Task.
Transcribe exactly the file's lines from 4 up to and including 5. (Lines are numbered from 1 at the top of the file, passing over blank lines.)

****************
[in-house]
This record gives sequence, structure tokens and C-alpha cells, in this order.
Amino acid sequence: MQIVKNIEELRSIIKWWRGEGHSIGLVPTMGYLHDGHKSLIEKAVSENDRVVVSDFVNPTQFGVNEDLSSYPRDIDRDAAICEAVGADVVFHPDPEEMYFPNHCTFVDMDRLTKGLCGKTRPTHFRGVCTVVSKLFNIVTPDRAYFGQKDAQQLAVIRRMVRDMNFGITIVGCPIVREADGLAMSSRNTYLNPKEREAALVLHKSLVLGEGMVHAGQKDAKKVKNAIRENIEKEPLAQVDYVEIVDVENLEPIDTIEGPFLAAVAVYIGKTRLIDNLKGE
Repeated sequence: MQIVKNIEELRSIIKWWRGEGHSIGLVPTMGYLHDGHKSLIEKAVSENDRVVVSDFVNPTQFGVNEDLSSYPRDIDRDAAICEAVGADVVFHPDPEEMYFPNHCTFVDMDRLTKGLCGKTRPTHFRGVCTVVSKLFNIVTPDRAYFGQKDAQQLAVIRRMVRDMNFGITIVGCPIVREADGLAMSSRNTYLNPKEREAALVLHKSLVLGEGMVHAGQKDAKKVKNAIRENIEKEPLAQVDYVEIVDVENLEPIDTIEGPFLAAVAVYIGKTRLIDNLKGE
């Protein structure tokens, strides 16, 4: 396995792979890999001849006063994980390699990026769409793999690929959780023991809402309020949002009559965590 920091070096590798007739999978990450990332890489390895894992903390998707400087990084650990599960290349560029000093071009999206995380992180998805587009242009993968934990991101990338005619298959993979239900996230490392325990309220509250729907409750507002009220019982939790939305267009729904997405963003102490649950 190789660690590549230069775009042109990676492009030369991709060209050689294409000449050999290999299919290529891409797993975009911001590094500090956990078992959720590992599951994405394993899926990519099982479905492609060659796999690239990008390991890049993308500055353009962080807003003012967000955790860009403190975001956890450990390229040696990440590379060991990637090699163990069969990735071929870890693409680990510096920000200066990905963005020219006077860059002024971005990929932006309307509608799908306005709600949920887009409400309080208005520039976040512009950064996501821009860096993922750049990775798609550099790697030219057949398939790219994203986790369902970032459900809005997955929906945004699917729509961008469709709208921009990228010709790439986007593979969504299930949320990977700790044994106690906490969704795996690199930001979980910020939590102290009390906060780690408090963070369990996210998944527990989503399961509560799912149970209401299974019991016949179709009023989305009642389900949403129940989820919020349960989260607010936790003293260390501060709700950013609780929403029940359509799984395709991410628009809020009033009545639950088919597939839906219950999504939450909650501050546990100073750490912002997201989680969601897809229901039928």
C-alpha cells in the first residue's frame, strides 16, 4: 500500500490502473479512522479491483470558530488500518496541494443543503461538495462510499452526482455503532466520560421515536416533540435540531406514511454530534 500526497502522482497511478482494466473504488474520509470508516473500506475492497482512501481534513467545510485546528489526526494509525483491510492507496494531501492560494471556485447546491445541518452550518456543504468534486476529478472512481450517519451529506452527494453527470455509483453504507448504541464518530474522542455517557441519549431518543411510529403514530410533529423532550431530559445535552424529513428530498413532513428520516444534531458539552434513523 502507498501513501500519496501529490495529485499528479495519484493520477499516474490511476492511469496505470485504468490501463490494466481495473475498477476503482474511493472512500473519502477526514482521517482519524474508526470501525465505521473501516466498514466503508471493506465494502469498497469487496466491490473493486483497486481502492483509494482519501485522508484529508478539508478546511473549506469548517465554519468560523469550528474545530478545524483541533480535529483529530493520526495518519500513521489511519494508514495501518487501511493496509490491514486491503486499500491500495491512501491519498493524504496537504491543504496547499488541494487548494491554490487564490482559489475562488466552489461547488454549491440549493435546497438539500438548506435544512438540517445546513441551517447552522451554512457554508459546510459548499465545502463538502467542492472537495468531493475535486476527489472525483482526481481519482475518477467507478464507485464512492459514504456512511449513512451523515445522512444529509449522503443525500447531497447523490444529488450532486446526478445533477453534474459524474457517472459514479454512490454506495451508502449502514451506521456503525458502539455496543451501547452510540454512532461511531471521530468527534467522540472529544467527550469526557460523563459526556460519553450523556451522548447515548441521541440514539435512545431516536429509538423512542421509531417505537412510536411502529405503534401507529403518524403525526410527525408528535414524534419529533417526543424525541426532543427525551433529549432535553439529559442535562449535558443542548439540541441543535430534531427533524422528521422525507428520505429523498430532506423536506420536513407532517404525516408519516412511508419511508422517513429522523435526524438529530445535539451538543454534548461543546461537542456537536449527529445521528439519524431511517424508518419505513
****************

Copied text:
Repeated sequence: MQIVKNIEELRSIIKWWRGEGHSIGLVPTMGYLHDGHKSLIEKAVSENDRVVVSDFVNPTQFGVNEDLSSYPRDIDRDAAICEAVGADVVFHPDPEEMYFPNHCTFVDMDRLTKGLCGKTRPTHFRGVCTVVSKLFNIVTPDRAYFGQKDAQQLAVIRRMVRDMNFGITIVGCPIVREADGLAMSSRNTYLNPKEREAALVLHKSLVLGEGMVHAGQKDAKKVKNAIRENIEKEPLAQVDYVEIVDVENLEPIDTIEGPFLAAVAVYIGKTRLIDNLKGE
């Protein structure tokens, strides 16, 4: 396995792979890999001849006063994980390699990026769409793999690929959780023991809402309020949002009559965590 920091070096590798007739999978990450990332890489390895894992903390998707400087990084650990599960290349560029000093071009999206995380992180998805587009242009993968934990991101990338005619298959993979239900996230490392325990309220509250729907409750507002009220019982939790939305267009729904997405963003102490649950 190789660690590549230069775009042109990676492009030369991709060209050689294409000449050999290999299919290529891409797993975009911001590094500090956990078992959720590992599951994405394993899926990519099982479905492609060659796999690239990008390991890049993308500055353009962080807003003012967000955790860009403190975001956890450990390229040696990440590379060991990637090699163990069969990735071929870890693409680990510096920000200066990905963005020219006077860059002024971005990929932006309307509608799908306005709600949920887009409400309080208005520039976040512009950064996501821009860096993922750049990775798609550099790697030219057949398939790219994203986790369902970032459900809005997955929906945004699917729509961008469709709208921009990228010709790439986007593979969504299930949320990977700790044994106690906490969704795996690199930001979980910020939590102290009390906060780690408090963070369990996210998944527990989503399961509560799912149970209401299974019991016949179709009023989305009642389900949403129940989820919020349960989260607010936790003293260390501060709700950013609780929403029940359509799984395709991410628009809020009033009545639950088919597939839906219950999504939450909650501050546990100073750490912002997201989680969601897809229901039928």